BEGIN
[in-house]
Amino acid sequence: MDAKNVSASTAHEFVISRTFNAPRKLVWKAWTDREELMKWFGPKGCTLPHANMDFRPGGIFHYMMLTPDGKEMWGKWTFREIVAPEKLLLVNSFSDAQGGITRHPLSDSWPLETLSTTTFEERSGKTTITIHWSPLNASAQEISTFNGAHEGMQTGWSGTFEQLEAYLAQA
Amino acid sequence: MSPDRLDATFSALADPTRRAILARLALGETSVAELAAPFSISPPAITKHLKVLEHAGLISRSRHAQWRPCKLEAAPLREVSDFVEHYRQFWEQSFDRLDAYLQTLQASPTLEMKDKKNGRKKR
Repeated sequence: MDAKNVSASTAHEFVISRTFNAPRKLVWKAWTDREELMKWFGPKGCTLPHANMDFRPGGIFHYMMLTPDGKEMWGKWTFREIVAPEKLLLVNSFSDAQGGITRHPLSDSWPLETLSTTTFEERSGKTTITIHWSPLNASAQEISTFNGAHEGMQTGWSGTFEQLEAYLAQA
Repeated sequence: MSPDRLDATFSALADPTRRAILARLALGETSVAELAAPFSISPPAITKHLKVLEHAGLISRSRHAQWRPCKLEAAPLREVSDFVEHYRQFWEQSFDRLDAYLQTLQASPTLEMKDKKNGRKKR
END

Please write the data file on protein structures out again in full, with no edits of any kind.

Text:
[in-house]
Amino acid sequence: MDAKNVSASTAHEFVISRTFNAPRKLVWKAWTDREELMKWFGPKGCTLPHANMDFRPGGIFHYMMLTPDGKEMWGKWTFREIVAPEKLLLVNSFSDAQGGITRHPLSDSWPLETLSTTTFEERSGKTTITIHWSPLNASAQEISTFNGAHEGMQTGWSGTFEQLEAYLAQA
Amino acid sequence: MSPDRLDATFSALADPTRRAILARLALGETSVAELAAPFSISPPAITKHLKVLEHAGLISRSRHAQWRPCKLEAAPLREVSDFVEHYRQFWEQSFDRLDAYLQTLQASPTLEMKDKKNGRKKR
Repeated sequence: MDAKNVSASTAHEFVISRTFNAPRKLVWKAWTDREELMKWFGPKGCTLPHANMDFRPGGIFHYMMLTPDGKEMWGKWTFREIVAPEKLLLVNSFSDAQGGITRHPLSDSWPLETLSTTTFEERSGKTTITIHWSPLNASAQEISTFNGAHEGMQTGWSGTFEQLEAYLAQA
Repeated sequence: MSPDRLDATFSALADPTRRAILARLALGETSVAELAAPFSISPPAITKHLKVLEHAGLISRSRHAQWRPCKLEAAPLREVSDFVEHYRQFWEQSFDRLDAYLQTLQASPTLEMKDKKNGRKKR